The aforementioned notification brought about somewhat relief in the private companies but for the further ease of business transactions the Section 185 was wholly substituted by new Section 185 by the 2017 Companies (Amendment) Act, where directly advancing loan to individuals like directors, their partners, relatives, the partnership firm was still prohibited, but it has widened its scope in respect of advancing loan and guarantees to the persons in whom directors are interested (elaborates in explanation attached to Section. 185(2) of the Act) by putting few restrictions on them, for instance, to seek approval of shareholders by special resolution in the general meeting and the amount will be used for the purposes of principal business only, making the new provisions restrictive rather rendering it prohibitive in all spheres.

And have also provided few exceptions for applicability of this provision. Whereas in the earlier Section 185 i.e. before the amendment advancing loan/security/guarantee to directors and the persons/entity in whom directors are interested was strictly prohibited altogether.

Exemption to Section 185 after Companies (Amendment) Act, 2017

  • Loan given to managing director or Whole-time Director (as part of conditions of employment also extended towards its other employees by the company or any scheme approved by members through special resolution).
  • Loan/guarantee/ security by the company to its wholly-owned subsidiary.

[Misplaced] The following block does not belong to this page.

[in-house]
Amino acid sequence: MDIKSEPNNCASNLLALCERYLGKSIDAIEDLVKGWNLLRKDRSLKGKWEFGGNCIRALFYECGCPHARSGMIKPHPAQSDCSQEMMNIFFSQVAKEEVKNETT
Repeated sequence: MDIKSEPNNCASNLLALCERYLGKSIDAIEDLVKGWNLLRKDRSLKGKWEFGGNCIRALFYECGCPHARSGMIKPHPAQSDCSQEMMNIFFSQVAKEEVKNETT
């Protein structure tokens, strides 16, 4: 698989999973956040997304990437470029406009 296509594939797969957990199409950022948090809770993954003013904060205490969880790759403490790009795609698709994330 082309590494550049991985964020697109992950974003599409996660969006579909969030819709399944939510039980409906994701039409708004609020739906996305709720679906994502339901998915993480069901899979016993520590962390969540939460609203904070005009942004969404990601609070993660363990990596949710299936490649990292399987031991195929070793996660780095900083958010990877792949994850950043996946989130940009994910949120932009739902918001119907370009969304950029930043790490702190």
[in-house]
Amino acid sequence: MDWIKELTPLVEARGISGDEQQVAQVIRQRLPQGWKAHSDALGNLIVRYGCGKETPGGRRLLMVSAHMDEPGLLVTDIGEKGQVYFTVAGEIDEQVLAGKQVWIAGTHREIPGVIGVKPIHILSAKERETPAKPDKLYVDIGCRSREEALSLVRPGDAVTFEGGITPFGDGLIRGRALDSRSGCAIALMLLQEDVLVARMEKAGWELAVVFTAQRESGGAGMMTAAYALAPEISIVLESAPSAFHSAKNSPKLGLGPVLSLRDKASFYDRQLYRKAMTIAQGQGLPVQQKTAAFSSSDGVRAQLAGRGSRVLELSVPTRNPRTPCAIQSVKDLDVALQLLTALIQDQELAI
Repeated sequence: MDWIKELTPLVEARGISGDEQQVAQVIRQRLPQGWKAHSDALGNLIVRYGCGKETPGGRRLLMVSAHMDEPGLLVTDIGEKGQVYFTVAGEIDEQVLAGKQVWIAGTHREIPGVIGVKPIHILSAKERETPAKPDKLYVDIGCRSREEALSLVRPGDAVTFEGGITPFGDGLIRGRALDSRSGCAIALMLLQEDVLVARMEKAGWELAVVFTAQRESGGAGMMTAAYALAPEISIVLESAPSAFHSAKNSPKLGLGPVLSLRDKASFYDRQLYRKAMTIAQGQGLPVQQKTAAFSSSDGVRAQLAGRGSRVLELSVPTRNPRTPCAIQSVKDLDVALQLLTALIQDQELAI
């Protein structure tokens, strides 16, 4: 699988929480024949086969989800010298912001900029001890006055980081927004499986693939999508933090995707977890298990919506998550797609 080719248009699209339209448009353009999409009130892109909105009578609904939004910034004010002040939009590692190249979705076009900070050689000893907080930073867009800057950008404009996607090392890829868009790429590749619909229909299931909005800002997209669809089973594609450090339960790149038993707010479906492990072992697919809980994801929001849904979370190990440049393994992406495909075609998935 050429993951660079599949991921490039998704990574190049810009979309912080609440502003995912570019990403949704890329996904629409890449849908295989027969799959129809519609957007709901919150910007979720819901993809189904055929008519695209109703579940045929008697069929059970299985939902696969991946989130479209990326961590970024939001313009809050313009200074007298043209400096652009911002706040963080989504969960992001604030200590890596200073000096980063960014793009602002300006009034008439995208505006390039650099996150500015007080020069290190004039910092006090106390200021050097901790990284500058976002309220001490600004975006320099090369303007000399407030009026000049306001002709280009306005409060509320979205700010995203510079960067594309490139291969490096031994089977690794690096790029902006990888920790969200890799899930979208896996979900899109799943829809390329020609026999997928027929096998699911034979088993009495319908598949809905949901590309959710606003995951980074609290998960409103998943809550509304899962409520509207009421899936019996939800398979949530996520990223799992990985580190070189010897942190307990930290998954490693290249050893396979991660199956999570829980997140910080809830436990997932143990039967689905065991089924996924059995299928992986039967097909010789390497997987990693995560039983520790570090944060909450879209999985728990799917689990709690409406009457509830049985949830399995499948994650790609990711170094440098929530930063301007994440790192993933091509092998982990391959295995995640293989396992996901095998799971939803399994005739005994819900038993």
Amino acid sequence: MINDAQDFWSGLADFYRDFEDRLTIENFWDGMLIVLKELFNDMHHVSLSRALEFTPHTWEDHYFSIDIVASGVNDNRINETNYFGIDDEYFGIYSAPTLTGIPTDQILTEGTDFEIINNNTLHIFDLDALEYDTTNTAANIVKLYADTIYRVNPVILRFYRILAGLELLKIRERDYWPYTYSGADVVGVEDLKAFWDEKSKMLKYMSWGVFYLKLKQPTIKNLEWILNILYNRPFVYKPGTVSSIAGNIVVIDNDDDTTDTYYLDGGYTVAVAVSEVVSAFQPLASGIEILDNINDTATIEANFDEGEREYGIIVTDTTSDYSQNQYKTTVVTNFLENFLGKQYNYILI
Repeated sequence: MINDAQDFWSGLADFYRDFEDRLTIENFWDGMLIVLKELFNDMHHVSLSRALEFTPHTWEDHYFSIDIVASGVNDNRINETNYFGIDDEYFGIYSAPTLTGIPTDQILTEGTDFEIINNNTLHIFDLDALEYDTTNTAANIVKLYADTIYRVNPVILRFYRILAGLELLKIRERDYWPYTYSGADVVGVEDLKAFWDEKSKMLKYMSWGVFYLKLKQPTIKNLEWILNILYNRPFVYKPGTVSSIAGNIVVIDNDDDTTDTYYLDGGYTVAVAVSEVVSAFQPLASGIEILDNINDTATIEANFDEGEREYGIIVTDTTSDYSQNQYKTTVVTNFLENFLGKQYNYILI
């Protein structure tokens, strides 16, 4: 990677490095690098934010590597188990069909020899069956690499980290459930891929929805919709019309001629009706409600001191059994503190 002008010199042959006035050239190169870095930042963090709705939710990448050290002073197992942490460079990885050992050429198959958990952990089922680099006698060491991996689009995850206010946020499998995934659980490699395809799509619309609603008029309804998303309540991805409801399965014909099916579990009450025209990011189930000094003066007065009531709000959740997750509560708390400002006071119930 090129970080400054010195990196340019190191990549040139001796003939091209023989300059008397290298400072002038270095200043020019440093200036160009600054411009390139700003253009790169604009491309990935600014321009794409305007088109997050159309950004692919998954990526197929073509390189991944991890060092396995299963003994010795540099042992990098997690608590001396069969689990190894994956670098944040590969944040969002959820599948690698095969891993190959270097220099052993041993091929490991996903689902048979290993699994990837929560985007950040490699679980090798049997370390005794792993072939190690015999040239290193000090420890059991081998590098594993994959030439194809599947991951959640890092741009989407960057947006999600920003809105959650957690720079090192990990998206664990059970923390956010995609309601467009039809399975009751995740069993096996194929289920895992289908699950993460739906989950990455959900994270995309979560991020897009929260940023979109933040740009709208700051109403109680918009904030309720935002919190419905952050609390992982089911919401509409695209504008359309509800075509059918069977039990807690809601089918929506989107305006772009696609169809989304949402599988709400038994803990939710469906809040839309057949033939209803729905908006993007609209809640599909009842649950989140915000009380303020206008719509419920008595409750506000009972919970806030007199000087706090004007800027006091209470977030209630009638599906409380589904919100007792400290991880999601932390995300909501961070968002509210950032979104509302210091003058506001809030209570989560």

• Loan/security/guarantee given in its ordinary course of business.
  • Guarantee/security by the company to a financial institution on behalf of its subsidiary to seek loan.


Section 185(4) provides for the penalties in event of contravention of the provisions under it.

  1. “Contravening company will be punishable with a fine of Rs. 5 lakhs which can extend upto Rs. 25 lakhs.
  2. Officers of company at default shall be punishable by imprisonment which may extend up to 6 months and fine not less than Rs. 5 lakhs but may extend to Rs. 25 lakhs.
  3. The director or any other person to whom loan/guarantee/security is advanced contravening the provisions under this section shall be punishable with imprisonment which may extend to six monts or fine which shall not be less than 5 lakh rupees but which may extend to Rs. 25 lakhs, or with both.”[8]

After perusing all the legal development in past years the million-dollar question that remains is whether private companies can provide loans to their Directors? To this question, the answer is yes, but then this transaction will be permissible only in cases where the company falls under the category mentioned in the notification of MCA dated 5th June, 2015 even after the emergence of amendment in Section 185.

Issues related to grant of such loans

Since the private Companies exempted from the Prohibitions of Section 185 vide MCA notification of 2015 can grant loan to its director. The same will come under the fiction of dividend i.e. ‘Deemed Dividend’ u/s 2 (22)(e) of Income Tax Act, 1961 if it fulfills the conditions laid down in the aforementioned Section: